The Sprint 2002 issue of Sloan Management Review has 2 articles I found interesting. The first is on “Disruptive Innovation” by Christensen and others, and talks of how to build disruptive businesses. The second is by Michael Cusumano and Annabelle Gower on “The Elements of Platform Leadership”, which discusses how companies like Intel, Microsoft and Cisco build “platforms” for industry domination.

Christensen’s article builds on his other articles (including one in the Harvard Business Review last year which won the joint 2nd prize for the best article of 2001) and book “The Innovator’s Dilemma”. It highlights two tests which a disruptive innovation must pass: one on creating a new market as a base of disruption, and the second on disrupting the business model from the low-end.

I have very much liked Christensen’s thinking, and this article is no exception. As I was reading it, I applied it to our ideas on Emergic — how we want to (a) use second-hand PCs and low-cost software to open up new markets in enterprises — people who haven’t been using computers before, and (b) create a new business model of software as a subscription service. Our targets are the world’s poorer and underserved markets — the low-income, developing countries. Our Thin Clien-Thick Server will be simple and affordable, and give computing access to current non-consumers at no more than USD 10 per month.

The second article on Platforms is relevant from the context of what we want to do in creating an Integrated eBusiness software for SMEs. There is no way we can go and create every module businesses need. So, we need to think of an architecture wherein we create the platform and others can build upon it.

Reading the management magazines like SMR and HBR are interesting when one has some ideas in mind because there’s always something to learn if one can (a) choose the right articles to read (b) apply these ideas to the challenges / thinking on hand. They can either contradict or reinforce what one is thinking. The magazines may be expensive to subscribe, but for any entrepreneur, I would strongly recommend investing both the time and money. As entrepreneurs, this is, in fact, a very inexpensive mechanism for exposing ourselves to new, innovative thinking from some of the best experts in the business. The key is to read the articles and think from our context, and not necessarily, the BigCo context that is embedded in the writings.

Gaming Business

The Gaming market is set for very interesting times. All three consoles on the market (from Nintendo, Sony and Microsoft) are now priced at USD 199, after PlayStation 2 and Xbox prices were slashed by USD 100 last week. Hardware (the console) is now becoming a commodity. Which means software makers are going to get increasingly important and the differentiators. Unlike the computer industry, software is not yet interoperable. So, for the game makers, the consoles are the razors (they are willing to lose money selling them) while the software sales (their own or royalties from others) are the blades. Expect a lot of innovation in this “emerging market”.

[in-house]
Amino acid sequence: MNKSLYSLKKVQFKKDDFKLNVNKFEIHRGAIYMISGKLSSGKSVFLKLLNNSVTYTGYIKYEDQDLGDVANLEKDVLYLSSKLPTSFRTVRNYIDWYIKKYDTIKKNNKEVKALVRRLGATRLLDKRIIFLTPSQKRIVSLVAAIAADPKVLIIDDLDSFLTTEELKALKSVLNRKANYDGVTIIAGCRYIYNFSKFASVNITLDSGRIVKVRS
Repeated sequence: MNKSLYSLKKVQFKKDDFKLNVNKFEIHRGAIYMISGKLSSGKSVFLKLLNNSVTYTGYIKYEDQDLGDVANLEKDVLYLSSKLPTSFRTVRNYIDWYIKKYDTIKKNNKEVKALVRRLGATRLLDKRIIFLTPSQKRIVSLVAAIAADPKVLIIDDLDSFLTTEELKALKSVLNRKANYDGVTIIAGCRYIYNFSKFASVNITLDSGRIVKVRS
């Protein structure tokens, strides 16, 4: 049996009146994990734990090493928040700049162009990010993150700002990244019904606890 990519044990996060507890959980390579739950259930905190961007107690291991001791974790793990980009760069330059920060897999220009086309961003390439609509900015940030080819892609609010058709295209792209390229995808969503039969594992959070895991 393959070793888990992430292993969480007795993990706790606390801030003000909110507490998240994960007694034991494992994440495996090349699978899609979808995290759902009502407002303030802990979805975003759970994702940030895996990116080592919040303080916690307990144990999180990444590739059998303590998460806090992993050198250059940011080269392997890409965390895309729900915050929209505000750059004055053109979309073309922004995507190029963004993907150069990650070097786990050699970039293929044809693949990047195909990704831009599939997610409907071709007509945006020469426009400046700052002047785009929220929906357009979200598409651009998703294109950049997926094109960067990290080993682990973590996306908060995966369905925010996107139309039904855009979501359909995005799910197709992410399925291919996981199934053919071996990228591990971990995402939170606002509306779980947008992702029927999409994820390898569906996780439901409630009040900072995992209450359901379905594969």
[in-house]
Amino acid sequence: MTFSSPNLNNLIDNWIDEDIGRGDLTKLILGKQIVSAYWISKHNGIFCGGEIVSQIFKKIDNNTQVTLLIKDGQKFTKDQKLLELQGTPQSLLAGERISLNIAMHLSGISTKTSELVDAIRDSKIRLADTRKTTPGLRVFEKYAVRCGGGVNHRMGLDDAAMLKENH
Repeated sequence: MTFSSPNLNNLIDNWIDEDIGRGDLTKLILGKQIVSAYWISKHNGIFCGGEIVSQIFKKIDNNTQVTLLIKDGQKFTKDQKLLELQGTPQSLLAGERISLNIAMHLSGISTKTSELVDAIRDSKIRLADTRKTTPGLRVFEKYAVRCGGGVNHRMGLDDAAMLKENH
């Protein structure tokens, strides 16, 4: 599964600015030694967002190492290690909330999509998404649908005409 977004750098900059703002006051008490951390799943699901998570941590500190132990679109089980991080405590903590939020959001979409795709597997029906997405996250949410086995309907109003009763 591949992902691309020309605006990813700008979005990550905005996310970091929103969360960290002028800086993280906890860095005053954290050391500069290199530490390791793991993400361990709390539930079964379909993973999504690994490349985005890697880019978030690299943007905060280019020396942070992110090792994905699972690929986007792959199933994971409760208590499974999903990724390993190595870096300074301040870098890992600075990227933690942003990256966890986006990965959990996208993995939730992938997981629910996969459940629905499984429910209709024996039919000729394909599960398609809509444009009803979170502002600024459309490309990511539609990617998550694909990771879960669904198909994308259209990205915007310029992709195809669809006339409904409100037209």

Some recent stories:

  • on the price cuts
  • Microsoft’s USD 1 billion bet on building out an online games network (NY Times)
  • WSJ on Philip Rosedale of Linden Labs, who is creating an open-ended alternative to online games: “Mr. Rosedale envisions a virtual space and society that evolve every day through the creativity of their users. People are expected to roam through a three-dimensional landscape in cartoon-style bodies, design homes and artwork, chat with other users and customize their clothes and appearances. Above all, they are expected to invent the games, social relationships and mock financial enterprises that will shape what is tentatively called Linden World.”

    What interests me about the Gaming business is its similarity to what we want to with the Thin Client-Thick Server concept. Need to get enough of the TC-TS combos out there to ensure there is a lot of developer interest to build applications for SMEs.

    Gaming is also the one market where Microsoft is the underdog: Sony leads it by 10:1 in the console installed base. Would be very interesting to see how Microsoft builds out its strategies — there is a lot to learn from them. Writes the NYT on what they are trying:

    On Monday, Microsoft will announce Mr. Allard’s next big gamble: an ambitious billion-dollar-plus investment in an online game service to be called Xbox Live. Microsoft hopes to create what it describes as the equivalent of an online Disneyland, globally accessible over the Internet, where gamers who subscribe can find partners for dozens of different adventure, racing and sports games.

  • Amazon and eBay

    The weekend sees stories on both companies: on Amazon in the NYTimes and on eBay in the San Jose Mercury News. Amazon began as a merchandiser and eBay as a marketplace…they now seem to be slowly edging into each other’s markets in search of growth.

    I think there is a definite opportunity for an SME Marketplace — more on the lines of eBay, where small businesses and buy and sell among each other.

    Why Companies Fail

    A Fortune article on 10 mistakes that companies make. This is the BigCo point of view. SmallCos have a very different set of challenges, but nevertheless the article is good reading.

    Fortune’s List: Softened by Success, See No Evil, Fearing the Boss more than the Competition, Overdosing on Risk, Acquisition Lust, Listening to Wall Street more than to Employees, Strategy du Jour, A Dangerous Corporate Culture, The New-Economy Death Spiral, A Dysfunctional Board.

    Maybe I should compile a SmallCo list of 10 mistakes!